About 30 years ago, Duquesne University philosophy professor Edward Gelblum began running City Books. In the wake of Big Steel's collapse, the East Carson Street storefront, known under its prior owner as City Books and Antiques, occupied a corridor thick with neighborhood bars. Within a few years, the South Side would also be studded with art galleries and performance spaces, with cozy, wooden-shelved City Books as a cultural anchor. In the '90s, as one of several bookstores in the neighborhood, City Books expanded to two floors of mostly used tomes, added a coffee bar, and perennially ranked among book-lovers' favorite spots in town.
Things have changed. Those neighborhood taverns were supplanted by destination bars and restaurants. Clothing boutiques moved in. Most of the galleries are gone. And as of Dec. 31, for the first time in decades, the South Side will be without a bookstore, as City Books shuts its doors.
The closure is only partly due to changes in the neighborhood, and the Internet's toll on bookshops; it's been years, Gelblum acknowledges, since the store turned a profit. Still, he and his wife, Chong Ae Gelblum, were fixtures there, especially after retiring from their day jobs. But last year, as Gelbum's health declined, they started downsizing. The store at 1111 E. Carson (Gelblum and his family bought the building in 1989) is back to one floor, its distinctive spriral steel staircase now mostly ornamental. A closing sale cutting everything 80 percent began in November. (Just sayin': first editions of Toni Morrison's Paradise and David Attenborough's The Living Planet for $6 total.)
Gelblum sat for a recent interview at the store, where his wiry gray beard and studious manner were as familiar as the leatherbound collectibles shelved behind the massive, wheeled wooden front counter. "What we want is that someone will buy the whole place and carry on," he said, though no one's yet expressed an interest.
Gelblum, a Baltimore native, met Chong Ae as a serviceman in Korea in the '50s. He began teaching at Duquesne (political philosophy, phenomenology) in the 1960s. Before taking over City Books, he sold books out of the couple's Mount Lebanon home. "You should see our house, there is nothing there but the books," says Chonge Ae. "He's just a reader." The couple has two children. Gene, the elder, occupied the building's third-floor flat for years. Natasha lives in Hawaii but recently visited to help close things down. "I kind of grew up in the store here," she says.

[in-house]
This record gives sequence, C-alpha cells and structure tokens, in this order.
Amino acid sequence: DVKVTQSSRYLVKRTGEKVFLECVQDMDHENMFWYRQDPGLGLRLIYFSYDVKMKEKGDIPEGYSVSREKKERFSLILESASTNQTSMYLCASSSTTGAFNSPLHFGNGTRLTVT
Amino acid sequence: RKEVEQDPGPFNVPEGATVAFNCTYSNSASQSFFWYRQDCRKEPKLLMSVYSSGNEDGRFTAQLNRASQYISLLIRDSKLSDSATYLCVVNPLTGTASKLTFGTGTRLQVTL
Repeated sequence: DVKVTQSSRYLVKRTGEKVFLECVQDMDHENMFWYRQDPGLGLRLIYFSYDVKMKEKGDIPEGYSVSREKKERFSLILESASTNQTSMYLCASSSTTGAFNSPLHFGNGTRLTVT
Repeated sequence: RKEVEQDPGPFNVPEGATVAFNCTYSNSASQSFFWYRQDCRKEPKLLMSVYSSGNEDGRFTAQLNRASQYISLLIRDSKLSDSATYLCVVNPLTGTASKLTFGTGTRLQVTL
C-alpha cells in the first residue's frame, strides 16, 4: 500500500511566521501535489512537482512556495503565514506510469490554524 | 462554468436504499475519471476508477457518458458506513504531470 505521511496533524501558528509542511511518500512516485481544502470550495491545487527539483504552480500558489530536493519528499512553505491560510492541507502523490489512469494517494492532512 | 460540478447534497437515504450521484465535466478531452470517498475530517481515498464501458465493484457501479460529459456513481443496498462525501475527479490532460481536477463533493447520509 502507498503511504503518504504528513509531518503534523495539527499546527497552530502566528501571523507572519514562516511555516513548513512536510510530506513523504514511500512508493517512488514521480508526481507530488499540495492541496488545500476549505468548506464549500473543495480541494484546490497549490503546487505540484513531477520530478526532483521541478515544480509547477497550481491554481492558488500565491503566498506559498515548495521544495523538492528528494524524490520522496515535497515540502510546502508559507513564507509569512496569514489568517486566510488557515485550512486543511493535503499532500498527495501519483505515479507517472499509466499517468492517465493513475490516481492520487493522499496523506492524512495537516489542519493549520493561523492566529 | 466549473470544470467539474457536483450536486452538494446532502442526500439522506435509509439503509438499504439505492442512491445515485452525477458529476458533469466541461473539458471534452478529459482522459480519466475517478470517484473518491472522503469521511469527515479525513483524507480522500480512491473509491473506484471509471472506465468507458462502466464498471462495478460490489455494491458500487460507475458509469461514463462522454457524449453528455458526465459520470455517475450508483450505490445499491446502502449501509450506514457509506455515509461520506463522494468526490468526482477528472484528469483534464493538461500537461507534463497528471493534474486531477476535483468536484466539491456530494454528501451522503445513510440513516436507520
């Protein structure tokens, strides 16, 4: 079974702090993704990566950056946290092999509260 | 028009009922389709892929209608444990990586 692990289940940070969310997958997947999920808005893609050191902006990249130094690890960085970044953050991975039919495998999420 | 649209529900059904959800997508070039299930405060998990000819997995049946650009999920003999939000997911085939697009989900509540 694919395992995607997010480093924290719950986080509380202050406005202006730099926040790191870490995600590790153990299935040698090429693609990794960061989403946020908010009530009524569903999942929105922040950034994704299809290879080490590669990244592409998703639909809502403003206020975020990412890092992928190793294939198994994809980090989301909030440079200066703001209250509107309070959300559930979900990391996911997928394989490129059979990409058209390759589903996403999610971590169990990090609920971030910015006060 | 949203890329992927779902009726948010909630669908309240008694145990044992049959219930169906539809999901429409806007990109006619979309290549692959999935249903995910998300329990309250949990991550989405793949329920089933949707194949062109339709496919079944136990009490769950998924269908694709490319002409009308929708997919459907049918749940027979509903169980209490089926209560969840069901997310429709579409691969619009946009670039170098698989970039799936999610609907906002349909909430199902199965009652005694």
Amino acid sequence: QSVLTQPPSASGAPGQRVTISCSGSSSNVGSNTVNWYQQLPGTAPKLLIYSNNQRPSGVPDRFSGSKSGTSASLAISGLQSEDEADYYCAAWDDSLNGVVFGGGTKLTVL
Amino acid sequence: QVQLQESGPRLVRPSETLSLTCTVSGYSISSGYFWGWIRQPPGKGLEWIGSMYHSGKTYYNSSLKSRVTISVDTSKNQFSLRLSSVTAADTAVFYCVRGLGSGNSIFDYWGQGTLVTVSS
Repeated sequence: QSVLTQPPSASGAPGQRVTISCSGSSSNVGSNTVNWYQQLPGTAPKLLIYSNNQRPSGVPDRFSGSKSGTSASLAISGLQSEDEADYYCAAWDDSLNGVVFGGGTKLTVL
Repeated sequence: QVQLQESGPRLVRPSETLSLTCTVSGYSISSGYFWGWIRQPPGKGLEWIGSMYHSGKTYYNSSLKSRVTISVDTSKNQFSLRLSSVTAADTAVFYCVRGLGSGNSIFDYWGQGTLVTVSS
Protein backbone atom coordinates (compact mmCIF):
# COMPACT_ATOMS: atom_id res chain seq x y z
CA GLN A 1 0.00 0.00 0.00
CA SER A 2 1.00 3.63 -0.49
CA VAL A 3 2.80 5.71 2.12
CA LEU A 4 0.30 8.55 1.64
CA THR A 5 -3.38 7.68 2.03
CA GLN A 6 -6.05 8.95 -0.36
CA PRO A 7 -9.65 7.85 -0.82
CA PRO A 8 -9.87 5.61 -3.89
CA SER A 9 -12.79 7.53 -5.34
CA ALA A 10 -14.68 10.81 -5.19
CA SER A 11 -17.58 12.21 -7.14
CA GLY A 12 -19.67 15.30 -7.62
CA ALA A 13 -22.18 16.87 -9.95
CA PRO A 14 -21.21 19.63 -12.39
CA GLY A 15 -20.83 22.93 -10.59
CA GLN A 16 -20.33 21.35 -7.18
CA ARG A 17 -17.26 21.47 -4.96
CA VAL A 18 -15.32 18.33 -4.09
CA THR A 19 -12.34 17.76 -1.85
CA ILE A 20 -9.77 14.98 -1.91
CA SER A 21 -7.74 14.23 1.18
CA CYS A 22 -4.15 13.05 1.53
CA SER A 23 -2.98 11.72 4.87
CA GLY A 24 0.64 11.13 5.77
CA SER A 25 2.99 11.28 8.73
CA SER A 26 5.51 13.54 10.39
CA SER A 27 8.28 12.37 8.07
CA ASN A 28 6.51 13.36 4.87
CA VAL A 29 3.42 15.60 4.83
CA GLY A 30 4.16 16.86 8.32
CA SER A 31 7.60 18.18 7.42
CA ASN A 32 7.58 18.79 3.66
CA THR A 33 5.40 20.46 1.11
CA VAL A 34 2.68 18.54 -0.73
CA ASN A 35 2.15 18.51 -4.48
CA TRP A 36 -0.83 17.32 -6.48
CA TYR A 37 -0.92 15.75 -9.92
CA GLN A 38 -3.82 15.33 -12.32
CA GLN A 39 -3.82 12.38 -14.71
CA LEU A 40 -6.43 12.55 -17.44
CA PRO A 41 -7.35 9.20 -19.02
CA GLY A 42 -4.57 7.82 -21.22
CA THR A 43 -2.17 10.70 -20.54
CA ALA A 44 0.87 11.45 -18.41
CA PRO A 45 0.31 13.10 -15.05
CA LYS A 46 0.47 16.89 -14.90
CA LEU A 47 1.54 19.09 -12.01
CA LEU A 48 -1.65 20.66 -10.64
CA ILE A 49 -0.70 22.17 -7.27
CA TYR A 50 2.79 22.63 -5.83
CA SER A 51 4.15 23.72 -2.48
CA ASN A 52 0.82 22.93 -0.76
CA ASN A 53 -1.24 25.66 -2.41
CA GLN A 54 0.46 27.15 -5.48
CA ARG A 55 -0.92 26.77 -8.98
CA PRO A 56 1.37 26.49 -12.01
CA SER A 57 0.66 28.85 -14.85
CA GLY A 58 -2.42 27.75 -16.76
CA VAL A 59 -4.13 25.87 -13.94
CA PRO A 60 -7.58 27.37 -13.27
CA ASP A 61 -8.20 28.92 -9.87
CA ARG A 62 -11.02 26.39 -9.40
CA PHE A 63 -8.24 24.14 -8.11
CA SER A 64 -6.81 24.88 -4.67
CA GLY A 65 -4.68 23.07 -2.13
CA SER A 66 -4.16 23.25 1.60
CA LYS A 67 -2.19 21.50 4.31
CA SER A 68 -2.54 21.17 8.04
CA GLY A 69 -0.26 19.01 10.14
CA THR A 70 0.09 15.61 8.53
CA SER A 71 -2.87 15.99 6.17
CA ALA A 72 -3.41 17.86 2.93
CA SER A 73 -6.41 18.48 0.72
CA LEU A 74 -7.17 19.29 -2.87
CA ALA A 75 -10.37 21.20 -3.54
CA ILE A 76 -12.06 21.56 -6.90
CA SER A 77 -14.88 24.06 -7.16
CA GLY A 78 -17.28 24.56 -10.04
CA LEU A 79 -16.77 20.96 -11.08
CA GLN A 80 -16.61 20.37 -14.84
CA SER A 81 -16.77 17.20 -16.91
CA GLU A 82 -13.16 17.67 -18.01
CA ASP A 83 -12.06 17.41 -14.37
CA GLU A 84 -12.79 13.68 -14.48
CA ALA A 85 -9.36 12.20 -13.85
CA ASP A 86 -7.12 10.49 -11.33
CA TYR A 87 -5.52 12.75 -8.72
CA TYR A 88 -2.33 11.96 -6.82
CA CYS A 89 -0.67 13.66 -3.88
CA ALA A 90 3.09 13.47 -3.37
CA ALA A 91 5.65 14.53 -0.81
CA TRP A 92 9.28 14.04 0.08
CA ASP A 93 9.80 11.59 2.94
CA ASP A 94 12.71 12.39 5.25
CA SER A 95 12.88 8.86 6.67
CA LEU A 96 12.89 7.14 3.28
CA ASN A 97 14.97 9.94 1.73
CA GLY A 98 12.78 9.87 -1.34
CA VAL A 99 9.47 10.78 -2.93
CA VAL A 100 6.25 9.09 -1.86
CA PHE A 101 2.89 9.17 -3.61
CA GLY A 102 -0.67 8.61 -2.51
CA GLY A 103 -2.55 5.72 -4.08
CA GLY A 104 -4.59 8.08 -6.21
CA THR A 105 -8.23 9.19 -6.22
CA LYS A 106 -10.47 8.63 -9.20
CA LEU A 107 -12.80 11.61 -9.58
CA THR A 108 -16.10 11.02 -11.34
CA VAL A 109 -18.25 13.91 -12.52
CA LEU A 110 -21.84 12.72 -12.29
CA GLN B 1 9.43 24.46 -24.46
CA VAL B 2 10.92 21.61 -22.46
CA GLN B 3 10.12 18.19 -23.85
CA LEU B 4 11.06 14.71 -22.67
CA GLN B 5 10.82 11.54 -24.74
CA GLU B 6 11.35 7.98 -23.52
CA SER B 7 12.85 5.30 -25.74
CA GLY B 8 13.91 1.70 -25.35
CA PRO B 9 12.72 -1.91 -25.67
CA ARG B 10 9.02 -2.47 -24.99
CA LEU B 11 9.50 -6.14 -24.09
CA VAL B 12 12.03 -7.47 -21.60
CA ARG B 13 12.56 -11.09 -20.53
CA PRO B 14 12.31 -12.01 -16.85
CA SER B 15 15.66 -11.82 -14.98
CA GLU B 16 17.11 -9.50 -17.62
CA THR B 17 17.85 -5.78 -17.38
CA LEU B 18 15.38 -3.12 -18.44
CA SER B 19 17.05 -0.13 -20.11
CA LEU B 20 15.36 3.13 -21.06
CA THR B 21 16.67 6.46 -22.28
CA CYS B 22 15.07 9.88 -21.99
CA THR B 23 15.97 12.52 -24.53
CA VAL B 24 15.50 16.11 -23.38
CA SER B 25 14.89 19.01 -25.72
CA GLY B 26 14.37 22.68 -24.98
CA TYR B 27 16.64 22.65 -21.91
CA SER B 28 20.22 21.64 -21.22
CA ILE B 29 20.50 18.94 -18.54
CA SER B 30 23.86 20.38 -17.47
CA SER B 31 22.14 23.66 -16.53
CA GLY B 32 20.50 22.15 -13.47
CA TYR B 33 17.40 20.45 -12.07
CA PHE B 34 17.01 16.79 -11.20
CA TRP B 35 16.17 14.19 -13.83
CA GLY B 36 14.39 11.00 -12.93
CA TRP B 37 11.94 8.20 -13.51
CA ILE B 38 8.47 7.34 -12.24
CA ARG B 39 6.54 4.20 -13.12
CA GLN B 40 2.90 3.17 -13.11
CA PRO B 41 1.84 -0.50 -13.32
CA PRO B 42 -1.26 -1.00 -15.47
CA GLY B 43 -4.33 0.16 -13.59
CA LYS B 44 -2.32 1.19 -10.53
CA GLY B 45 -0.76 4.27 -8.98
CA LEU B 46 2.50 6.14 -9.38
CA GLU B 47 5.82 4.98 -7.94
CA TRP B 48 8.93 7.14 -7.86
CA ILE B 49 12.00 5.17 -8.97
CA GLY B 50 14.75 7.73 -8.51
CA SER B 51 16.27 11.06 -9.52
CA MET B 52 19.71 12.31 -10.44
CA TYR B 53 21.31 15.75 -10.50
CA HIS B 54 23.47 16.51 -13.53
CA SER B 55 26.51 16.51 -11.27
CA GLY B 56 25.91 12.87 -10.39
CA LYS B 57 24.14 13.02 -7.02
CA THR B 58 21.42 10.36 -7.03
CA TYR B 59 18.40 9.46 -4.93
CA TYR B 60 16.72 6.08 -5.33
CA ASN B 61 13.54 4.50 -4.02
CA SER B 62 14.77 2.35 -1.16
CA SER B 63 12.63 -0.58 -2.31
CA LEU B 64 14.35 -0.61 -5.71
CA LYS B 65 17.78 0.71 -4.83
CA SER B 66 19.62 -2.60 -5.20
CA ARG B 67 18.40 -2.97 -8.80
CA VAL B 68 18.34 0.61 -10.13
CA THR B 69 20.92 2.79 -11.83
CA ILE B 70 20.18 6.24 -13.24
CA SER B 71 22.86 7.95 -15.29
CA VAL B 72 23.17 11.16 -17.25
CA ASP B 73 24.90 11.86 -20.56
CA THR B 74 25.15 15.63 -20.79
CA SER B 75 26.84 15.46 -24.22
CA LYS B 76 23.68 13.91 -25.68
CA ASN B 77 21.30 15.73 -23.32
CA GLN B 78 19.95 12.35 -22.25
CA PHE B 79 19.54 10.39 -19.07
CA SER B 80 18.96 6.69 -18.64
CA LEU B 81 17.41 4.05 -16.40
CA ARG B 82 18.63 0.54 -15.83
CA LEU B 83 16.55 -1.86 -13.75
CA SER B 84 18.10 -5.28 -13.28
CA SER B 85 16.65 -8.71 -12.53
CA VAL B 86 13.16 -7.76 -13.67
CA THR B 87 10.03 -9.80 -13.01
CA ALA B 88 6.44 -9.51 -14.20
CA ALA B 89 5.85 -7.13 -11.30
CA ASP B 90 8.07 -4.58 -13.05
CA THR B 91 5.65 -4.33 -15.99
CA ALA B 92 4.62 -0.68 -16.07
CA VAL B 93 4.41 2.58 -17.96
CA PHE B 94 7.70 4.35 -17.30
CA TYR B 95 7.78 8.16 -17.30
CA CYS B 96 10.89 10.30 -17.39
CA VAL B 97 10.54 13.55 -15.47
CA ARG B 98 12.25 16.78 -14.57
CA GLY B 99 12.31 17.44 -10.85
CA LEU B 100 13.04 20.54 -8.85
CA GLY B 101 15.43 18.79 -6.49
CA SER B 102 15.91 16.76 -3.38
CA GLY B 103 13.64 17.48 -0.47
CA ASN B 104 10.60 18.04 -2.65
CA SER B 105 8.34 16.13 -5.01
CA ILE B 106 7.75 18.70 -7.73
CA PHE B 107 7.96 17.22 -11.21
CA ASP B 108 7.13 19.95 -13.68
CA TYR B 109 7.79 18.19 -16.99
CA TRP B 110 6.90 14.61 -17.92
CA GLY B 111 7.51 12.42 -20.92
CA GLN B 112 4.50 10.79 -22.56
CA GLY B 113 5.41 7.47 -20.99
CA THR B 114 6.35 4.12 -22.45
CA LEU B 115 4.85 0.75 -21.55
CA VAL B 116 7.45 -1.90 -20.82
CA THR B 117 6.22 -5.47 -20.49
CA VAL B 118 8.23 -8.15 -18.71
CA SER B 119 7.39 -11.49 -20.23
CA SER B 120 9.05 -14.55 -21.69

"City Books was one of the literary centers in Pittsburgh for many years," says Michael Wurster, the poet and teacher whose Pittsburgh Poetry Exchange long held workshops and readings there. The shop hosted other readings, including some by luminaries like the late, locally based novelist Lewis Nordan, says Gelblum. City Books was a stop on the annual South Side Poetry Smorgasbord reading event. And for years, every annual Bloomsday tribute to Joyce's Ulysses ended on City's second floor, with a reading of Molly's famous soliloquy. Gelblum even recalls hosting events for nearby City Theatre and Silver Eye Center for Photography.
"It was a great bookstore," says longtime customer Wurster. While Gelblum specialized in scholarly works in fields like philosophy, psychology and Judaica, even today the store has a nice selection of history, art and fiction. "He has a very good poetry section," says Wurster. "It was just a very welcoming situation."
Wurster notes that newer bookstores elsewhere in town are filling City's cultural niche. Still, recent visits to City Books conjure a wake. "I think it's sad," says frequent visitor Jon Hewson, 23, who works at a nearby restaurant. "I wish I could do more financially to help them out. ... It's a place that should be kept alive somehow."
City Books will be open irregularly through year's end. Tuesday and Thursday afternoons are the best bets, but call ahead at 412-481-7555.